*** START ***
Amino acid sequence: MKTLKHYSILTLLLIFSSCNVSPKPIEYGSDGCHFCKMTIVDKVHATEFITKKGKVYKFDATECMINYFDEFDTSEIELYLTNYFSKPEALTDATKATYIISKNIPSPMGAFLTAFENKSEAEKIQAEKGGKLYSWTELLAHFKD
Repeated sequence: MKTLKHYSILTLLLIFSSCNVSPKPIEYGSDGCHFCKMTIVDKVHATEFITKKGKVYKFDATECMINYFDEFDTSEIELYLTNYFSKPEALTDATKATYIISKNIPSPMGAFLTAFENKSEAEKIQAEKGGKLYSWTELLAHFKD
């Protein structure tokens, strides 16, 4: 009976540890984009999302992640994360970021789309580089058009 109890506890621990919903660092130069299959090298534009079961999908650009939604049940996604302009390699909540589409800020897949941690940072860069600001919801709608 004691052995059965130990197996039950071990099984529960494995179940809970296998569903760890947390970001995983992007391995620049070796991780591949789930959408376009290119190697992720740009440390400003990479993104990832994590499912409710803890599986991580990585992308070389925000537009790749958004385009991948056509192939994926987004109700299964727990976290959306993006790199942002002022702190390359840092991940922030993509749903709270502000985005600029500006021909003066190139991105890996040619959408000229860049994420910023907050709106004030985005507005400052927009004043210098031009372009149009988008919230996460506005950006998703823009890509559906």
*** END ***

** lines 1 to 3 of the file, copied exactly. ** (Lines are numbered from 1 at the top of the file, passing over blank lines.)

Amino acid sequence: MKTLKHYSILTLLLIFSSCNVSPKPIEYGSDGCHFCKMTIVDKVHATEFITKKGKVYKFDATECMINYFDEFDTSEIELYLTNYFSKPEALTDATKATYIISKNIPSPMGAFLTAFENKSEAEKIQAEKGGKLYSWTELLAHFKD
Repeated sequence: MKTLKHYSILTLLLIFSSCNVSPKPIEYGSDGCHFCKMTIVDKVHATEFITKKGKVYKFDATECMINYFDEFDTSEIELYLTNYFSKPEALTDATKATYIISKNIPSPMGAFLTAFENKSEAEKIQAEKGGKLYSWTELLAHFKD
């Protein structure tokens, strides 16, 4: 009976540890984009999302992640994360970021789309580089058009 109890506890621990919903660092130069299959090298534009079961999908650009939604049940996604302009390699909540589409800020897949941690940072860069600001919801709608 004691052995059965130990197996039950071990099984529960494995179940809970296998569903760890947390970001995983992007391995620049070796991780591949789930959408376009290119190697992720740009440390400003990479993104990832994590499912409710803890599986991580990585992308070389925000537009790749958004385009991948056509192939994926987004109700299964727990976290959306993006790199942002002022702190390359840092991940922030993509749903709270502000985005600029500006021909003066190139991105890996040619959408000229860049994420910023907050709106004030985005507005400052927009004043210098031009372009149009988008919230996460506005950006998703823009890509559906």